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Sasha A. Fleary, Robin Mehl, and Claudio Nigg

Today’s youth are predicted to live shorter lives than their parents due to chronic disease risk. 1 , 2 Health behaviors in childhood and adolescence are strongly related to those in adulthood. 3 – 5 Lifestyle behaviors such as low physical activity (PA) and low fruit and vegetable consumption

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Kayla M. Baker, Sean Healy, David J. Rice, and Jeanette M. Garcia

, which may lead to a greater awareness of body image and weight-related behaviors, such as dieting, that may actually decrease PA levels. 15 , 16 Although research has shown that having a strong social support system, such as close friends, may help to decrease negative health behaviors, 17 , 18

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Sofiya Alhassan, Christine W. St. Laurent, Sarah Burkart, Cory J. Greever, and Matthew N. Ahmadi

Obesity-related health behaviors (ORHBs) have been identified as risk factors for increased unhealthy weight gain in preschoolers (2.9–5 y). 1 – 3 ORHBs include low physical activity (PA), obesogenic dietary intake patterns (lower fruit and vegetable consumption, greater consumption of energy

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Kara L. Gavin, Julian Wolfson, Mark Pereira, Nancy Sherwood, and Jennifer A. Linde

health outcomes. However, this method also has the potential to offer a unique and innovative way to explore the effects of health behaviors that may act as both mediators and moderators of health outcomes. A 4-way decomposition model to assess mediation and moderation, developed by VanderWeele 21 was

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Ingrid Hinojosa-Alcalde, Ana Andrés, Faye F. Didymus, Leanne Norman, and Susanna Soler

workforce reference values, and to explore the relationship between PWE and mental health, behavioral-stress symptoms, and burnout in the coaching setting. Method Participants An intentional sample of 1,685 coaches was invited to participate in the present study. and 1,481 (87.89% participation rate, mean

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Robert W. Motl and Rachel Bollaert

example of sedentary behavior, is associated with increased risks of morbidity and mortality, independent of physical activity ( Biswas et al., 2015 ). Sedentary behavior reflects a health-behavior target on the other, or nonexercise, end of the activity continuum and a large opportunity for effecting

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Robert Fields, Andrew T. Kaczynski, Melissa Bopp, and Elizabeth Fallon

Background:

Few studies of the built environment and physical activity or other health behaviors have examined minority populations specifically. The purpose of this study was to examine associations between the built environment and multiple health behaviors and outcomes among Hispanic adults.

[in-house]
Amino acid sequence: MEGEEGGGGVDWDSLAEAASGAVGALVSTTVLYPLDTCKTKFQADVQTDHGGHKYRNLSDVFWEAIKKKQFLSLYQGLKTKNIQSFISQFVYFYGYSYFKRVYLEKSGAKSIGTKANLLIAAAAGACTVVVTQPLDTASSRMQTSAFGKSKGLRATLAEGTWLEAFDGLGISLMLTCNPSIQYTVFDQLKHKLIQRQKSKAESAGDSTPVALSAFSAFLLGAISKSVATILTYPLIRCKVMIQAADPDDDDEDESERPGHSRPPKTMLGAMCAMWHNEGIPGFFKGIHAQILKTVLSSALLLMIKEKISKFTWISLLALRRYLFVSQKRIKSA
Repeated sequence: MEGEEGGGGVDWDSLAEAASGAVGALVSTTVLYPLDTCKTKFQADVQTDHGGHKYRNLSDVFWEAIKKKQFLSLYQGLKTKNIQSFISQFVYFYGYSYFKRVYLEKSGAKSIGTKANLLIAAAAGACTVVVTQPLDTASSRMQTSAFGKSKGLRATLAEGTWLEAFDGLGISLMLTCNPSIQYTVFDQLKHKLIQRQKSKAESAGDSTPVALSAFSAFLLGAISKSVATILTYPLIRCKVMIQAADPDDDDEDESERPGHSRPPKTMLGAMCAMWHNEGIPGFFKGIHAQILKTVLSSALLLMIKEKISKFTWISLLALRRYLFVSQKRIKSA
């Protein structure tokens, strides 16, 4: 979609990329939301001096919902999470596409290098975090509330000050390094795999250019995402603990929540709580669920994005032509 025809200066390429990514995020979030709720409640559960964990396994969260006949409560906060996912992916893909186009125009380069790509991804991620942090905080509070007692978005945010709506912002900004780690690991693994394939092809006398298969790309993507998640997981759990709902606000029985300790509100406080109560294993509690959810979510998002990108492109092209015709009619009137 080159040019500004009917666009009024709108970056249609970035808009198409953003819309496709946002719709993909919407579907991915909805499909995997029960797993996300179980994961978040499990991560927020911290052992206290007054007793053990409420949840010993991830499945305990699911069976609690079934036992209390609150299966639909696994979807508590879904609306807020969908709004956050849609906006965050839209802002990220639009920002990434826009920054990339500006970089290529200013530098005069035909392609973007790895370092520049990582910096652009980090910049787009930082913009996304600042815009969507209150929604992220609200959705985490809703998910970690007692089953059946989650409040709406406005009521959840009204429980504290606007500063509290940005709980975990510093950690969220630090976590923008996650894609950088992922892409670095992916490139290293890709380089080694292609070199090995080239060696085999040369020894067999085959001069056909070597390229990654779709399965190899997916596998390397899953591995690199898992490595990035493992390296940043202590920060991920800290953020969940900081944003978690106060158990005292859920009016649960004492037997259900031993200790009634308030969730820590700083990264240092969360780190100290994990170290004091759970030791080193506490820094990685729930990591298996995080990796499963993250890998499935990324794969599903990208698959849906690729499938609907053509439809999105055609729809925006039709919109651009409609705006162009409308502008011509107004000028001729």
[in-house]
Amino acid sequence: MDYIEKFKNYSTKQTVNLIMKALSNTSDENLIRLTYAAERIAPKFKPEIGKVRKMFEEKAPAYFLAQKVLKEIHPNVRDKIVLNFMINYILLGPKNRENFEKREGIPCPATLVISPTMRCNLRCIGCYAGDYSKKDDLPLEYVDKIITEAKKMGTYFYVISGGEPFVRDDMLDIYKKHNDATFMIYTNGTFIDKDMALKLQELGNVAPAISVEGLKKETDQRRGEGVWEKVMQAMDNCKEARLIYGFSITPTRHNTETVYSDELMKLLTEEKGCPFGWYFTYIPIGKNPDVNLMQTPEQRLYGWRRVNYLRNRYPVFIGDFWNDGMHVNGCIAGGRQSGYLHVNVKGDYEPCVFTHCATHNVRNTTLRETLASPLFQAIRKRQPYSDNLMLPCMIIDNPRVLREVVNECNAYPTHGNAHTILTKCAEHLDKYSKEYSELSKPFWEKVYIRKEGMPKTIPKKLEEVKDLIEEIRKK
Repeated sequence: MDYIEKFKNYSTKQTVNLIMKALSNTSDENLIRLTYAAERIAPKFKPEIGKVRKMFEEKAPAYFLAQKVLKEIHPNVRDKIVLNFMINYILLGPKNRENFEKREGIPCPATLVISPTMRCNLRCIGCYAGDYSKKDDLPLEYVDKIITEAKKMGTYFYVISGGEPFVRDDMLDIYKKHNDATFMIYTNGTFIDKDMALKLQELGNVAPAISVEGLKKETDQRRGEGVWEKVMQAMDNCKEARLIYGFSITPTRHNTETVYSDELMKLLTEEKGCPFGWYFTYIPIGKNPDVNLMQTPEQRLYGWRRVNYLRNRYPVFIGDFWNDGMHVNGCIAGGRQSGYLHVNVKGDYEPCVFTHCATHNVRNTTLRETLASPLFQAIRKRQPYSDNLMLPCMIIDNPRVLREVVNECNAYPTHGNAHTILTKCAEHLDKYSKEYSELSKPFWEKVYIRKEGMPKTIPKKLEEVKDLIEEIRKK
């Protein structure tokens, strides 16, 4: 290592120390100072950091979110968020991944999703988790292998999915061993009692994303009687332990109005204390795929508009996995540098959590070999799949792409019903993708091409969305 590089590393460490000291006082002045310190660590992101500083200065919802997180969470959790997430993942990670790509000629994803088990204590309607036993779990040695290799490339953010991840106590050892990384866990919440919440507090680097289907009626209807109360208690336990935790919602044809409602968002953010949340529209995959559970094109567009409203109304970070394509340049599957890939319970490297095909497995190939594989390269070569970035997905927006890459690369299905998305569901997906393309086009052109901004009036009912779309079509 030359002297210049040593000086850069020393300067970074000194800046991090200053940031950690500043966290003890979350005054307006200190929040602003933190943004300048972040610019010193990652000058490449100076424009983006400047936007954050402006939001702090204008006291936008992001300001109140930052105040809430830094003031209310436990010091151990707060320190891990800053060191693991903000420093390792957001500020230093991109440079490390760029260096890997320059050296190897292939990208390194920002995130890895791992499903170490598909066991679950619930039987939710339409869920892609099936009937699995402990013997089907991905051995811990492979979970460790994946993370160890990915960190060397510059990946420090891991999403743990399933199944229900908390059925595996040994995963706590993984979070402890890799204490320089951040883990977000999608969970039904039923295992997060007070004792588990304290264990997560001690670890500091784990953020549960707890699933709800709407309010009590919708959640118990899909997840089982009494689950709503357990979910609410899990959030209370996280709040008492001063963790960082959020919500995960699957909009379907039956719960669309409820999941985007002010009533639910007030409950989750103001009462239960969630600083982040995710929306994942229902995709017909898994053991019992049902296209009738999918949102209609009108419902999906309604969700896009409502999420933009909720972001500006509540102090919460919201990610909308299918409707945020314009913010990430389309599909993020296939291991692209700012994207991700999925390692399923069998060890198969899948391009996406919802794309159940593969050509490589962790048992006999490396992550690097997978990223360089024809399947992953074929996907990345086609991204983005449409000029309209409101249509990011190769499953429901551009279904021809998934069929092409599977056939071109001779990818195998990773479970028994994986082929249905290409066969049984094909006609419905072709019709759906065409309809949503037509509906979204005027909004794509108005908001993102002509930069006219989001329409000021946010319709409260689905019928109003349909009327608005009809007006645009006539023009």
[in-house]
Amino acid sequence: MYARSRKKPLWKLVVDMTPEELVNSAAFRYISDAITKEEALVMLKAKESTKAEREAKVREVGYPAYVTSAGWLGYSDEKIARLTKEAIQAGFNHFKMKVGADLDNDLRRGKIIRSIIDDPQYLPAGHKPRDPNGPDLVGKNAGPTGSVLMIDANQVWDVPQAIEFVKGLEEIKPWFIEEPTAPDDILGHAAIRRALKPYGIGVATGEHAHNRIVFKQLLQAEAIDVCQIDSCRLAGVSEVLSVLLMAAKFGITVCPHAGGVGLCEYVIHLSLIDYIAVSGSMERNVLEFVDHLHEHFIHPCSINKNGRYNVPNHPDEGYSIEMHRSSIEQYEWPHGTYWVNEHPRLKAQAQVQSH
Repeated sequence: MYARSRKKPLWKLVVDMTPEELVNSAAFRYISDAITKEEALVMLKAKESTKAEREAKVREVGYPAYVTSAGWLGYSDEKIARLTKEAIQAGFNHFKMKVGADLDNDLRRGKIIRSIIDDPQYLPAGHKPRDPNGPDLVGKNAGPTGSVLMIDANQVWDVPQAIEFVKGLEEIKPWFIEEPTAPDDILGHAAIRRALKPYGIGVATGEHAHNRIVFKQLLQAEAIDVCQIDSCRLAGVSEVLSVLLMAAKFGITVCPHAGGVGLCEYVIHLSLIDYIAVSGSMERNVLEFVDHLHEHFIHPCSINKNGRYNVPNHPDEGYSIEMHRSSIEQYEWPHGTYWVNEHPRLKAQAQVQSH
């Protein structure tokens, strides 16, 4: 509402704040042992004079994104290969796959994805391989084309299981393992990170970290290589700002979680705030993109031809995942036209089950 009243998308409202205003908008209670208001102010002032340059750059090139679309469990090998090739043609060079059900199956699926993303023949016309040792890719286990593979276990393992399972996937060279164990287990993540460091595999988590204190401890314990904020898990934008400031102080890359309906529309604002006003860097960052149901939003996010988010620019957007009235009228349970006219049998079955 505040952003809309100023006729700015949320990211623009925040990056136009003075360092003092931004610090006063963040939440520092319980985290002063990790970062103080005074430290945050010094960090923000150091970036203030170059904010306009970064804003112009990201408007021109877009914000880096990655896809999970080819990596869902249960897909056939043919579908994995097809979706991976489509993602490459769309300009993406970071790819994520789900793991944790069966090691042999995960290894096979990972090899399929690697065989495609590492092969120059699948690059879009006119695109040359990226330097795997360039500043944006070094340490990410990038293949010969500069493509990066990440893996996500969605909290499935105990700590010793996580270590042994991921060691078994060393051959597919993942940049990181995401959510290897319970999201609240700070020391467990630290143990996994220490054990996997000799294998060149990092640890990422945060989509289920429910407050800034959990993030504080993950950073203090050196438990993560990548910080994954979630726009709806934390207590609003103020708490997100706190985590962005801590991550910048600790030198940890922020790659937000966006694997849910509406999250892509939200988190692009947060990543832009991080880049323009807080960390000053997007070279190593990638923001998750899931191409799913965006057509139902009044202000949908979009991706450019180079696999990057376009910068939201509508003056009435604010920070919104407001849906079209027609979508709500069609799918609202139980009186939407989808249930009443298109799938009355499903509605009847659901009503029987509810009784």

Methods:

Community partners distributed surveys (n = 189) in 3 communities in southwest Kansas. Logistic regression was used to examine relationships between neighborhood perceptions and 4 outcomes.

Results:

Meeting physical activity recommendations was associated with the presence of sidewalks and a safe park, and inversely related to higher crime. Residential density and shops nearby were related to active commuting. Sedentary behavior was inversely related to having a bus stop, bike facilities, safe park, interesting things to look at, and seeing people active. Finally, seeing people active was positively associated with being overweight.

Conclusions:

This study suggests that among Hispanics, many built environment variables are related to health behaviors and should be targets for future neighborhood change efforts and research.

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Stephanie A. Hooker, Laura B. Oswald, Kathryn J. Reid, and Kelly G. Baron

, and mortality. Evidence suggests that sleep is also associated with body composition, with both short and long sleep duration associated with greater likelihood of obesity. 4 Most of the research targeting these health behaviors focuses on the average engagement in behaviors over time. Although

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Pamela Hodges Kulinna

This paper on school-based physical activity and health behaviors among adolescent students is grounded in the public health literature, various psychosocial theories, and the coordinated school health ecology model. I address three areas: 1) psychosocial influences on youth physical activity patterns, 2) youth physical activity patterns, and 3) comprehensive school health programming (healthy and active schools). I provide an overview and illustrative examples for each section from my own work.

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Jennifer R. Pharr, Mary Angela M. Terencio, and Timothy Bungum

active are healthier than those who are not, less is known about the relationship between being physically active and engaging in other preventative healthy behaviors or avoiding risky health behaviors. 4 For this study, preventative healthy behaviors were activities that avert a disease or condition